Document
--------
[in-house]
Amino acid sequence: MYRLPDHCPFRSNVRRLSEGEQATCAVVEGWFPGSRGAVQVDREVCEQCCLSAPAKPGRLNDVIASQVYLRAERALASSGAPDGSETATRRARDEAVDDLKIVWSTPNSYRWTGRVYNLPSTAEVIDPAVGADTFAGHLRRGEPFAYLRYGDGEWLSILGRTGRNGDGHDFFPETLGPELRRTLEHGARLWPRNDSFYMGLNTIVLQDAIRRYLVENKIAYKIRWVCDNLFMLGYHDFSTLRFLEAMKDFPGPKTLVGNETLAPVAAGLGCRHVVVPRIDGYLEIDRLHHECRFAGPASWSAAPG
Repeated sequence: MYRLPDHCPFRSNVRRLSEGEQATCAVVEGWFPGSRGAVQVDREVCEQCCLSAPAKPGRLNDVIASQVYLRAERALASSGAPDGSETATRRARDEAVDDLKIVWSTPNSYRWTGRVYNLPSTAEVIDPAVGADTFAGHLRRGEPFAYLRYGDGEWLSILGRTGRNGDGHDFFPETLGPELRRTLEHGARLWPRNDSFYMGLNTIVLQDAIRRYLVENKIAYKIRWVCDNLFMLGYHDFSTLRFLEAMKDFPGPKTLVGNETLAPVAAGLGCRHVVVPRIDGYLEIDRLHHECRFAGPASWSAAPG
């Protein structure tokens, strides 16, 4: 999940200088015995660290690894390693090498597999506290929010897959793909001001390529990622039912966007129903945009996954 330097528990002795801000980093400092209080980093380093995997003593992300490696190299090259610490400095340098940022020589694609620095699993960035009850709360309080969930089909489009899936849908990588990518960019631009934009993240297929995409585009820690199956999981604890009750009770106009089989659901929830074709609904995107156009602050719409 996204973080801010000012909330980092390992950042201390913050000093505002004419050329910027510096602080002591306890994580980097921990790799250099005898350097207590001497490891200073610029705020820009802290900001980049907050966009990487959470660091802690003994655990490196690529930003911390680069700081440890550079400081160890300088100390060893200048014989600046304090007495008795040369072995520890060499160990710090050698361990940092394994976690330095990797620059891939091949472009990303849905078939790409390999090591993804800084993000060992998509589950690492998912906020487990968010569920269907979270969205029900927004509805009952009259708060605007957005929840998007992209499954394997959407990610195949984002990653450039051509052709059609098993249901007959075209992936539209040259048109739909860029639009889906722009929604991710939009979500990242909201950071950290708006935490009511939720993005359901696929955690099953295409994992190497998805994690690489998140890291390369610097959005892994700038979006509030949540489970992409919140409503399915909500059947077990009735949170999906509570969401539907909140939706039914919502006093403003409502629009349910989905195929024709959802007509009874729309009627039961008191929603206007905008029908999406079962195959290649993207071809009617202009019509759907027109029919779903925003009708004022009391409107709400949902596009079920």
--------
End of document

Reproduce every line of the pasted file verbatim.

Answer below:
[in-house]
Amino acid sequence: MYRLPDHCPFRSNVRRLSEGEQATCAVVEGWFPGSRGAVQVDREVCEQCCLSAPAKPGRLNDVIASQVYLRAERALASSGAPDGSETATRRARDEAVDDLKIVWSTPNSYRWTGRVYNLPSTAEVIDPAVGADTFAGHLRRGEPFAYLRYGDGEWLSILGRTGRNGDGHDFFPETLGPELRRTLEHGARLWPRNDSFYMGLNTIVLQDAIRRYLVENKIAYKIRWVCDNLFMLGYHDFSTLRFLEAMKDFPGPKTLVGNETLAPVAAGLGCRHVVVPRIDGYLEIDRLHHECRFAGPASWSAAPG
Repeated sequence: MYRLPDHCPFRSNVRRLSEGEQATCAVVEGWFPGSRGAVQVDREVCEQCCLSAPAKPGRLNDVIASQVYLRAERALASSGAPDGSETATRRARDEAVDDLKIVWSTPNSYRWTGRVYNLPSTAEVIDPAVGADTFAGHLRRGEPFAYLRYGDGEWLSILGRTGRNGDGHDFFPETLGPELRRTLEHGARLWPRNDSFYMGLNTIVLQDAIRRYLVENKIAYKIRWVCDNLFMLGYHDFSTLRFLEAMKDFPGPKTLVGNETLAPVAAGLGCRHVVVPRIDGYLEIDRLHHECRFAGPASWSAAPG
């Protein structure tokens, strides 16, 4: 999940200088015995660290690894390693090498597999506290929010897959793909001001390529990622039912966007129903945009996954 330097528990002795801000980093400092209080980093380093995997003593992300490696190299090259610490400095340098940022020589694609620095699993960035009850709360309080969930089909489009899936849908990588990518960019631009934009993240297929995409585009820690199956999981604890009750009770106009089989659901929830074709609904995107156009602050719409 996204973080801010000012909330980092390992950042201390913050000093505002004419050329910027510096602080002591306890994580980097921990790799250099005898350097207590001497490891200073610029705020820009802290900001980049907050966009990487959470660091802690003994655990490196690529930003911390680069700081440890550079400081160890300088100390060893200048014989600046304090007495008795040369072995520890060499160990710090050698361990940092394994976690330095990797620059891939091949472009990303849905078939790409390999090591993804800084993000060992998509589950690492998912906020487990968010569920269907979270969205029900927004509805009952009259708060605007957005929840998007992209499954394997959407990610195949984002990653450039051509052709059609098993249901007959075209992936539209040259048109739909860029639009889906722009929604991710939009979500990242909201950071950290708006935490009511939720993005359901696929955690099953295409994992190497998805994690690489998140890291390369610097959005892994700038979006509030949540489970992409919140409503399915909500059947077990009735949170999906509570969401539907909140939706039914919502006093403003409502629009349910989905195929024709959802007509009874729309009627039961008191929603206007905008029908999406079962195959290649993207071809009617202009019509759907027109029919779903925003009708004022009391409107709400949902596009079920």